Specifically, almost all the major carriers have issued RFPs for the deployment of speech resources using media server-based architecture and we anticipate that by the end of this year and the beginning of next year we should see full-scale deployments. We're gaining very good traction and evolving our platform to ultimately deliver the seamlessly integrated text, voice, audio, image and video-enabled media processing services from carrier's network to the intelligent endpoints of the future.

Q How does your platform change deployment of speech technology solutions?
A Two ways. Firstly the media server encompasses everything that is good about VoIP and the decomposed network architecture. The media server is also an interesting beast in that it doesn't have to reside within an IP system, it can just as well sit in a TDM system. This allows for migration.

The second point is that speech deployments are currently very cumbersome. You need to learn about speech technology, and fiddle with network adjustments and instrumentation. Once it is up and running, systems need tuning and baking. The basic problem is that the platforms in use today were not designed for speech. IP Unity designed a standards based platform from the ground up, with a speech bus and ATM or IP based speech resources integrated into the platform using ASR middleware. It is tightly coupled. Our middleware is speech engine agnostic, so while we currently use SpeechWorks, we can use any speech engine. And VXML allows the expensive voice resources to be shared across the network.

Q Where will this technology be in three to five years? What issues will it be helping customers solve?
A Convergence is happening in a big way. We now look beyond the traditional telcos to provide converged communication services--it's anybody's game, now. Wireless carriers, cable operators, service bureaus - unique services are coming from all angles. Consumers will get the devices of their choices and interact with the media-integrated network in whatever capacity, and in whatever modality they choose.

The interfaces on devices are becoming more complicated, and there is clearly not enough space on every device to add a keyboard to handle all of the functionality. That's where the implementation of speech technology is guaranteed. It enables access to the information in the most natural and economical manner. Speech functionality will become part of every endpoint. By the end of 2003, most people will be using speech-related services at least once a day. It is not unrealistic to expect that in the very near future people will count on their voice-enabled intelligent agent residing on a carrier's network to coordinate and customize their communications with people and information.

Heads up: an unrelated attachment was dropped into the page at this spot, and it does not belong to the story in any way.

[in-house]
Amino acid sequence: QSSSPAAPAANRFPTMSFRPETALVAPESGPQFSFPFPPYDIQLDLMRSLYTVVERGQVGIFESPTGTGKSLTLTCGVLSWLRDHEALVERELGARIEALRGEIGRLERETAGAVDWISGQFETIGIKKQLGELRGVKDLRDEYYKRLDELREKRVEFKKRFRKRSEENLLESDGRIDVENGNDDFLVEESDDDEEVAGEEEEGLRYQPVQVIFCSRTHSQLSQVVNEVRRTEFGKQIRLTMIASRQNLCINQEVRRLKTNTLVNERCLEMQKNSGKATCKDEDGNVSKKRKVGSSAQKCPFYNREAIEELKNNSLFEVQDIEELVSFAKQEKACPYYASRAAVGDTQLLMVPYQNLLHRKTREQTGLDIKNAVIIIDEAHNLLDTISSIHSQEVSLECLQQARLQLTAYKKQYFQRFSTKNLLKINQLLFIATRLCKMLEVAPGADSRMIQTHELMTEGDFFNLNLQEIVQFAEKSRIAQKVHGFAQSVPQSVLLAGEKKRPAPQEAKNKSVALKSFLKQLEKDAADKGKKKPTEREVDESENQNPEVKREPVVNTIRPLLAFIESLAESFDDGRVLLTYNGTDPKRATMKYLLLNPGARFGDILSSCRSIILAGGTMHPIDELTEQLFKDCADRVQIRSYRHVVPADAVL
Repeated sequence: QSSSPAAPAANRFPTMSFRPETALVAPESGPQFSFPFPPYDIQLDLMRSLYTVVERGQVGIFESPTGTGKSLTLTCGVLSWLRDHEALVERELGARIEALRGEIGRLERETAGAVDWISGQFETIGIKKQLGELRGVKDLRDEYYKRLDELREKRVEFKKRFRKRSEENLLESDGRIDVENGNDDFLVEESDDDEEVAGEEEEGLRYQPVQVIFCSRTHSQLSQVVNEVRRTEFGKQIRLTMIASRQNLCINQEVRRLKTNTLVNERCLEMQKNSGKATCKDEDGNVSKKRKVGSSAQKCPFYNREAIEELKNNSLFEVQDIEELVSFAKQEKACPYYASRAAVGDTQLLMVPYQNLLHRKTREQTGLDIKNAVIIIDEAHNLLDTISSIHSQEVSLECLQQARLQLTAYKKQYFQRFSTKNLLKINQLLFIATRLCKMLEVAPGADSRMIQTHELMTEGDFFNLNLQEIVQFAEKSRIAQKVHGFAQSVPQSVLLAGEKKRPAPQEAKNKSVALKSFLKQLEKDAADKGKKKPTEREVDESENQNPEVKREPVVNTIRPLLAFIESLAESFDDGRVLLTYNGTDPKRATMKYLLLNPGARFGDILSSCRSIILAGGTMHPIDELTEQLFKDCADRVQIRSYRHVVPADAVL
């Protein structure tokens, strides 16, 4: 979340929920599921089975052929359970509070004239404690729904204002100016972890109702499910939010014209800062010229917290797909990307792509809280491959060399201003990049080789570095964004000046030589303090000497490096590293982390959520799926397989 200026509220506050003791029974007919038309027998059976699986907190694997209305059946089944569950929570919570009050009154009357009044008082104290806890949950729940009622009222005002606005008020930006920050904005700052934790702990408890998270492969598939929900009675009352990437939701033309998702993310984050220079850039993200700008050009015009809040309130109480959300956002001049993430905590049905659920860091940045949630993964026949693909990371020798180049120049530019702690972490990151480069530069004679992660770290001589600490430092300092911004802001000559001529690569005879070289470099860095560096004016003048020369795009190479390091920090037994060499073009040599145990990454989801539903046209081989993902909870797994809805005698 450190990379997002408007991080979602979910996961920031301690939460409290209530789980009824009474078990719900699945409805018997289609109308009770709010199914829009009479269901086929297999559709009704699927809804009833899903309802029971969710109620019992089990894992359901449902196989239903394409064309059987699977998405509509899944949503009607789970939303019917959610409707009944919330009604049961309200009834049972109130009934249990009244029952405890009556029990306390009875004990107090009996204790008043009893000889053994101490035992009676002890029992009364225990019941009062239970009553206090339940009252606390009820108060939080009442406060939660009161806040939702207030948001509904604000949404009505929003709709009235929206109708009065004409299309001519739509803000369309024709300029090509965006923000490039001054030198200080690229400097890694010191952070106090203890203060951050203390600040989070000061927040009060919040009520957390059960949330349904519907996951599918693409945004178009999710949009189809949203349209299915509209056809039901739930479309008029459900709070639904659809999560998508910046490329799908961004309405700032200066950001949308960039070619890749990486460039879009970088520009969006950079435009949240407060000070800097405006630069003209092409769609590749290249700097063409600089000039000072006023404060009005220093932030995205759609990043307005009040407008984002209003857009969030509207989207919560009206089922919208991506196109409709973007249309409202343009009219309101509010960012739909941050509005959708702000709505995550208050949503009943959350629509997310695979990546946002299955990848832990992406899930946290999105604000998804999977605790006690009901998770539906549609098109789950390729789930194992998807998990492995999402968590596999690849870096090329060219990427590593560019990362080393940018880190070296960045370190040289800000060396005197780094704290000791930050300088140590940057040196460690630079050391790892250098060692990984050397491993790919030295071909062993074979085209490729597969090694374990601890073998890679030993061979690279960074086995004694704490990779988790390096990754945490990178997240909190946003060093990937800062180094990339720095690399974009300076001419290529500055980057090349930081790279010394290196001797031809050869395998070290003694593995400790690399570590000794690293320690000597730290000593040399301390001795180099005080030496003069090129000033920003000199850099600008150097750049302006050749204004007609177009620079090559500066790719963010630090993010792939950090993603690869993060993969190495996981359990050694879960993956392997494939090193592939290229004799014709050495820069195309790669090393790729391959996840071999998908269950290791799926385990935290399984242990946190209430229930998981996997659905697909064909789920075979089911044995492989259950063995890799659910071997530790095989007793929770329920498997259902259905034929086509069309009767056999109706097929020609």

Q What should the speech technology industry as a whole be doing to increase the growth rate of speech technology deployments?
A On the technology front, algorithms need to become smarter, more efficient and more robust. Vendors also need to realize that speech is but one of the several modalities, and its evolution will greatly depend on how well it blends in with the other means of communicating.

It is hard for vendors to cast their technology in a product for every market. If you have a complete portfolio and a technology that scales all the way from embedded devices to carrier scale, the challenge lies in productizing the technology. The computing budget, and environmental requirements for speech interfaces varies greatly depending upon whether it is running on a embedded device, enterprise network or a carrier's network.

However, the vendors can help by packaging this technology using the same set of programming interfaces and APIs. There has been a lot of help from various standard bodies such as the W3C, IETF and ETSI. It is necessary for vendors to adhere to these standards and to actively evolve them to help develop the market.

Q Who are some of your partners in providing speech technology and why did you choose those companies?
A We keep in touch with all speech companies, and have very positive relationships with many of them. Right now, we're working very closely with SpeechWorks. Our companies share a philosophy and vision. They are really good about keeping up with trends, they contribute to forums, and have the ability to meet our customers globally.

We have embedded the SpeechWorks OSR engine into the IP Unity Media Server blade to deliver a highly scalable and economical solution. We also support AT&T Text-to-Speech engine as the software-based resource and are working closely with them to embed it inside IP Unity Harmony6000™ Media Server.

We maintain close contact with Nuance, and future releases of our media server will integrate their technology as well.

Q Tell us a little about your company and where you see yourself in a couple of years.
A The media server market is evolving very rapidly, the market based on current generation media servers enabling voice-specific media processing will be commoditized in two years or less and by that point we will be the platform of choice for the industry and for other people's applications. A journalist likened us to Sun in this regard, and we like the analogy. We have already started our work on our next generation media processing platform that leverages the most recent innovations in the component and media technologies to deliver the cost effective multimedia processing platform that will enable carriers to deliver a seamlessly integrated text, sound, image and video information into a single communication channel while maintaining the carrier grade quality and ease-of-use. There is a new ecosystem of companies providing IP based enhanced services to carriers, cable companies, service bureaus, call centers and even the enterprise market, and we want to work with all of these companies to be part of the revolution.